April 18, 2016
The era of Pax Americana in the Gulf, and perhaps in the broader Middle East, is changing. Regional transformation and chaos resulting from the Arab uprisings, the rise of ISIS and its global terrorist reach, shifting US priorities around the world, and the rise of other outside powers in the Gulf have contributed to an acceleration of the transition from a Gulf security architecture with almost exclusive US access and control to a more penetrated system in which the United States is still militarily dominant. However, major powers like Russia, China, the United Kingdom, and France are more confidently stepping in, pursuing their self-interests, and assuming more expansive political, economic, and security roles that either compete with or complement US policies and interests.


 


In After Hub-and-Spoke, Bilal Y. Saab, Senior Fellow for Middle East Security and Chairman of the Gulf Policy Working Group and ISIS War Game Series at the Atlantic Council’s Brent Scowcroft Center on International Security, explains how this new strategic context in the Gulf presents an opportunity, but also a wake-up call, for the United States to review its decreasingly effective Gulf security approach. He argues that despite Washington’s forward deployment and stationing of relatively large numbers of state-of-the-art air, land, and naval assets since the early 1990s that could deter and defeat major traditional threats to the region, Gulf security, facing an array of complex and non-traditional threats, is still at risk. This discrepancy, he says, and the fact that Washington has had to provide security reassurances regularly to its Gulf partners, arguably with reduced success and a great deal of difficulty and frustration, suggests a reassessment of overall US strategy for Gulf security.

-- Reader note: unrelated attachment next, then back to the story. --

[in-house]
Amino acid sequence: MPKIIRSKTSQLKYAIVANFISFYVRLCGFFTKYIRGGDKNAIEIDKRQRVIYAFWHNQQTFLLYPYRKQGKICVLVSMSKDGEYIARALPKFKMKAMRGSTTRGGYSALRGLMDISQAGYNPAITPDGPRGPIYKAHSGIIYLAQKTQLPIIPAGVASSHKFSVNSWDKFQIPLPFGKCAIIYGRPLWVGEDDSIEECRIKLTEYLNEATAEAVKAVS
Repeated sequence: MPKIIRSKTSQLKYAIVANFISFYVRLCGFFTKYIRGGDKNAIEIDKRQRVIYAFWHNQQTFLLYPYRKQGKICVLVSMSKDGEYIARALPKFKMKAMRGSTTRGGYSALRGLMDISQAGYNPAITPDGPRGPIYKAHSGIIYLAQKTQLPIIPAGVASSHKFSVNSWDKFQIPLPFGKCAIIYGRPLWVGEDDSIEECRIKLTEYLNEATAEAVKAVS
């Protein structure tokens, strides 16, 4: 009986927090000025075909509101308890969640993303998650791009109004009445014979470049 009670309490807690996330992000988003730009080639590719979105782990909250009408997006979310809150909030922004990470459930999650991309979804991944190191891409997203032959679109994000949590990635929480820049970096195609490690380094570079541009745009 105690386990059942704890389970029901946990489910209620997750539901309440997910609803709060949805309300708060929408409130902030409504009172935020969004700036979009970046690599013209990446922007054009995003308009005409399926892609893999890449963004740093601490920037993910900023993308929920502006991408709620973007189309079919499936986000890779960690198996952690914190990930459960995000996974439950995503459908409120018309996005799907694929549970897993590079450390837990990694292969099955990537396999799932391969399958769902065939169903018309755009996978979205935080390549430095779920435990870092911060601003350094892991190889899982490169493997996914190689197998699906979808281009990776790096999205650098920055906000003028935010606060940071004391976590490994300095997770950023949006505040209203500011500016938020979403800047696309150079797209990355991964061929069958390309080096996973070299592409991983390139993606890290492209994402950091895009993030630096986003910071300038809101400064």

Saab suggests that the US promotion and operationalization of real burden-sharing by capable and longstanding allies such as the United Kingdom and France, paired with a strategic dialogue with major adversaries such as Russia and China, offers a more sustainable US Gulf security strategy than the one Washington has pursued unilaterally over the past few decades.

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